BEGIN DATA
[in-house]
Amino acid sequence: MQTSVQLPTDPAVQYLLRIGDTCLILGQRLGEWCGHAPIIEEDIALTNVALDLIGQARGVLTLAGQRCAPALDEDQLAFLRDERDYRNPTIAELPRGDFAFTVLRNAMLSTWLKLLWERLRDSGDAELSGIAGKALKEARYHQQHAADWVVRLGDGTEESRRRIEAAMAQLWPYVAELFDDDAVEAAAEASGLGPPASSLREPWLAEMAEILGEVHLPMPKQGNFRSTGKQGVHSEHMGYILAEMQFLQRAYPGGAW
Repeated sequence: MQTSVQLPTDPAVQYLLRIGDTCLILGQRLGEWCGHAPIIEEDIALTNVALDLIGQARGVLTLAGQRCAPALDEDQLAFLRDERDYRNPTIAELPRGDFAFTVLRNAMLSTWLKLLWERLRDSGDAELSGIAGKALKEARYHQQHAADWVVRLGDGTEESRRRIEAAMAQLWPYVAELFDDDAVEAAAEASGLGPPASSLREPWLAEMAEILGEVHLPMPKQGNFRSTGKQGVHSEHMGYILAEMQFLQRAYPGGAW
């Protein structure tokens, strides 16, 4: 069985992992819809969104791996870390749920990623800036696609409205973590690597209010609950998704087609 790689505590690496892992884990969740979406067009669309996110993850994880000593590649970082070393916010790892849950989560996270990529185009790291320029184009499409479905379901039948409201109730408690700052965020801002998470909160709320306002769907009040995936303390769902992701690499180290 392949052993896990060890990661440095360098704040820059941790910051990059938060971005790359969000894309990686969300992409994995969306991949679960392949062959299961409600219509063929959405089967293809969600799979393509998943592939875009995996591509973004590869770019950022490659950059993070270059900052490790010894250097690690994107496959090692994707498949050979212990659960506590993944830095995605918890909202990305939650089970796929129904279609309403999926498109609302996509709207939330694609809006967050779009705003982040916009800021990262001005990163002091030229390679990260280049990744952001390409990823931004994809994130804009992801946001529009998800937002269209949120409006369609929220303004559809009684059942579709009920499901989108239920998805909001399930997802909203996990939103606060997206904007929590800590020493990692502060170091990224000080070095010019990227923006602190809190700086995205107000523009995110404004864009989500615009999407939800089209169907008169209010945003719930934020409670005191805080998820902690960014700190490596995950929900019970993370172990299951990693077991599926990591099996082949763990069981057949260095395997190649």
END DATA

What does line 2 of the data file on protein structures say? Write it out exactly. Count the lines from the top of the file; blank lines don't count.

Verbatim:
Amino acid sequence: MQTSVQLPTDPAVQYLLRIGDTCLILGQRLGEWCGHAPIIEEDIALTNVALDLIGQARGVLTLAGQRCAPALDEDQLAFLRDERDYRNPTIAELPRGDFAFTVLRNAMLSTWLKLLWERLRDSGDAELSGIAGKALKEARYHQQHAADWVVRLGDGTEESRRRIEAAMAQLWPYVAELFDDDAVEAAAEASGLGPPASSLREPWLAEMAEILGEVHLPMPKQGNFRSTGKQGVHSEHMGYILAEMQFLQRAYPGGAW